• Rehabilitative Support: Rehabilitative support, or long-term support, is only supposed to last as long as it takes for the lower-earning spouse to do what they need to do to find steady employment and become self-sufficient. A judge can monitor the lower-earning spouse’s progress in seeking a job, enforce a gradual step-down of payments, and end support entirely if they deem it necessary.


Q: How Much Alimony Can a Wife Get in California?

A: The amount of alimony that a wife can get in California is determined entirely by the court, and every divorce case is different. The general formula upon which many alimony amounts are decided is this: Take 40% of the greater-earning spouse’s net monthly income and subtract half of the lesser-earning spouse’s net monthly income from it. That final number is the amount of alimony that the lower-earning spouse will likely receive. It is up to the judge to decide if more or less is deserved.

Q: How Much Do Most People Pay in Alimony?

A: On average, most people who have to pay alimony end up paying the lower-earning spouse around 40% of their net monthly income minus half of their spouse’s income, but that number is different depending on the state law, the judge presiding over the case, and certain factors that are considered when deciding on alimony. You could end up paying 40% of your income, or you might be paying far less. Every situation is different.

Q: What Disqualifies You From Spousal Support in California?

A: Several factors can disqualify you from receiving spousal support in California. These include:

  • Both spouses have enough separate assets to keep themselves afloat without additional alimony payments.
  • The higher-earning spouse has additional financial obligations that keep them from paying alimony.
  • The division of property alone is enough to support both spouses.
  • The lower-earning spouse has a conviction for domestic violence or sexual abuse.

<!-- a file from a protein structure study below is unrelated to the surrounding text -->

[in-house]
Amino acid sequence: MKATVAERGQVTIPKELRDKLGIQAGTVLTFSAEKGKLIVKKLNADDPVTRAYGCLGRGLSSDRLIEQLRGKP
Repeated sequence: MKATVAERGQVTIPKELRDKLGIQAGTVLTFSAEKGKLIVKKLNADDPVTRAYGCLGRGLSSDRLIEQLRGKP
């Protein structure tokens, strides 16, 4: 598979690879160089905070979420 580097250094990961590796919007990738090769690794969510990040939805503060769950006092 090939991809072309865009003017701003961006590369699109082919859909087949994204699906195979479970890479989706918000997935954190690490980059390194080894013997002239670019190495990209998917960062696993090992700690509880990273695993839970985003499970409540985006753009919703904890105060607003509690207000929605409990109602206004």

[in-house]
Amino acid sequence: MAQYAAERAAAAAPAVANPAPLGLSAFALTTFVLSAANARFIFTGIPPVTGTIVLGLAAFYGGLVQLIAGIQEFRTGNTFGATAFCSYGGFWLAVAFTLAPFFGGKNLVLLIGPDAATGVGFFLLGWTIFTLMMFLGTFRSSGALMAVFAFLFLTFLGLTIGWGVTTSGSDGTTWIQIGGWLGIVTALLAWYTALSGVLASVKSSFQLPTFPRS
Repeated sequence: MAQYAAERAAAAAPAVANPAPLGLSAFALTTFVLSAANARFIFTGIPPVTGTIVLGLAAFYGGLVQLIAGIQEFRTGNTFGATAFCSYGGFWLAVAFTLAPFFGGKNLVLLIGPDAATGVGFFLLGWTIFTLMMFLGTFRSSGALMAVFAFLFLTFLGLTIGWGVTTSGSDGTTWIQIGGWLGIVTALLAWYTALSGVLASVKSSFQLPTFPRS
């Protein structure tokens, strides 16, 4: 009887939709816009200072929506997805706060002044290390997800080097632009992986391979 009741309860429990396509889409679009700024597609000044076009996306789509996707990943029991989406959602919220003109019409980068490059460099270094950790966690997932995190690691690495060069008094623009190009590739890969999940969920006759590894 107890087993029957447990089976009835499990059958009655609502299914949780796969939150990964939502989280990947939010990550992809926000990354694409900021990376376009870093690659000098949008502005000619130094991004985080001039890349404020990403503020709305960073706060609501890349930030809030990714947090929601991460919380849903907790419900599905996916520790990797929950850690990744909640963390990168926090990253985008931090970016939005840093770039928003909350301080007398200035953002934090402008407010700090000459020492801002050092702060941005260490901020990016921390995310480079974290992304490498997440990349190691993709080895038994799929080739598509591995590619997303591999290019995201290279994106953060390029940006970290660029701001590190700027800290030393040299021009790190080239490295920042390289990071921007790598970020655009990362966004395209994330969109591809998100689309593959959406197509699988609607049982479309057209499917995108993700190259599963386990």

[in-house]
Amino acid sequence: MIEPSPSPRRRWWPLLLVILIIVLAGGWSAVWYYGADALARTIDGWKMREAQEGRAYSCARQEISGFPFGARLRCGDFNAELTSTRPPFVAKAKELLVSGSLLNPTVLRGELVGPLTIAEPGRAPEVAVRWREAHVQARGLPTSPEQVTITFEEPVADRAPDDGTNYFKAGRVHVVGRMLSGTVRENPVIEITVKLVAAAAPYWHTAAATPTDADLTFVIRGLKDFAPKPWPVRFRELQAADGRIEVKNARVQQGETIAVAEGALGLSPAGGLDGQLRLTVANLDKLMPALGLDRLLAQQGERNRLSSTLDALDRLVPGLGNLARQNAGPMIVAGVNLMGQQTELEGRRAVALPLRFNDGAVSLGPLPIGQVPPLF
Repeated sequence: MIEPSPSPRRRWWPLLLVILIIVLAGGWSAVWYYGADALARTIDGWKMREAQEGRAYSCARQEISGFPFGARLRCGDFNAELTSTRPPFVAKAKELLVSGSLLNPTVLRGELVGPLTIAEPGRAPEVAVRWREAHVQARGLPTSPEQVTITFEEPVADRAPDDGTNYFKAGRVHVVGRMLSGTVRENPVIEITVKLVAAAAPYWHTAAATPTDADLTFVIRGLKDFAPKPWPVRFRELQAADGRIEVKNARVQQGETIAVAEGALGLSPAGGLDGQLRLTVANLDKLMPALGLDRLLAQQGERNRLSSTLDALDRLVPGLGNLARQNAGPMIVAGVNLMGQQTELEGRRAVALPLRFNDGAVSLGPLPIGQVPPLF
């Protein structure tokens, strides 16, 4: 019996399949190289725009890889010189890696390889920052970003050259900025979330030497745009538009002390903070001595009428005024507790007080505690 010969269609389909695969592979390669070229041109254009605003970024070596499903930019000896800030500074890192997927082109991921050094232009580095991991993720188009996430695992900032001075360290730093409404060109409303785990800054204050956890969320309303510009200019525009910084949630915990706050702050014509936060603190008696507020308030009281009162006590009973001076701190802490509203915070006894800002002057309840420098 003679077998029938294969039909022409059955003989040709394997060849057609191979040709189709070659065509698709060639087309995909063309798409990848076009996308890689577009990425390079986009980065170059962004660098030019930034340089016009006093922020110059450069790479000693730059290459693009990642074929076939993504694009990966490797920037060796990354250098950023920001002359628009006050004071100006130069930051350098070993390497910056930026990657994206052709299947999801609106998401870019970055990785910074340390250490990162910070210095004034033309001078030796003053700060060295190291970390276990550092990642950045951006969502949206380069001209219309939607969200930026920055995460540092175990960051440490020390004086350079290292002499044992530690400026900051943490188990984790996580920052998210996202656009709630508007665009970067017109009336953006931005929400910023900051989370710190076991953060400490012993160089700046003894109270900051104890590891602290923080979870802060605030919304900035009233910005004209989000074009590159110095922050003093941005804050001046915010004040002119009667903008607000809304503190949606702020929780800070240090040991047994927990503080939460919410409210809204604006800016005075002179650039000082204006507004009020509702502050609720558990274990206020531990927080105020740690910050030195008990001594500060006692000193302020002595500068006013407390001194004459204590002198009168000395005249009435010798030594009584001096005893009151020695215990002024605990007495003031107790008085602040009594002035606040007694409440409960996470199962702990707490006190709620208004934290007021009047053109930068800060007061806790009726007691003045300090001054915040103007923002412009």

Q: What Is a Wife Entitled to in a Divorce in California?

A: Since California is a no-fault, 50/50 state, in the event of a divorce, a wife is entitled to at least half of the assets acquired during the marriage as well as up to 40% of their spouse’s income for alimony or child support. They can also fight for primary child custody. However, this does not mean that the wife will receive all this in the divorce. Ultimately, a judge will decide whether the wife is entitled to alimony or child support payments.

Contact an Experienced Divorce Lawyer Today

Dealing with a divorce can be one of the most stressful experiences of your life. You may feel somewhat humiliated, ashamed, regretful, frustrated, and even mournful of your marriage. If you were the primary breadwinner in the marriage, there is a decent chance you will have to pay your spouse alimony and possibly child support if the judge deems it necessary.

In the event of a divorce, it is crucial that you hire an experienced divorce lawyer who can ensure that you protect yourself. At Edgar & Dow, we can provide you with a sound legal defense that can work to help you reach a successful conclusion to your divorce. Contact us to schedule a consultation as soon as you can.


The information on this website is for general information purposes only. Nothing on this site should be taken as legal advice for any individual case or situation. This information is not intended to create, and receipt or viewing does not constitute, an attorney-client relationship.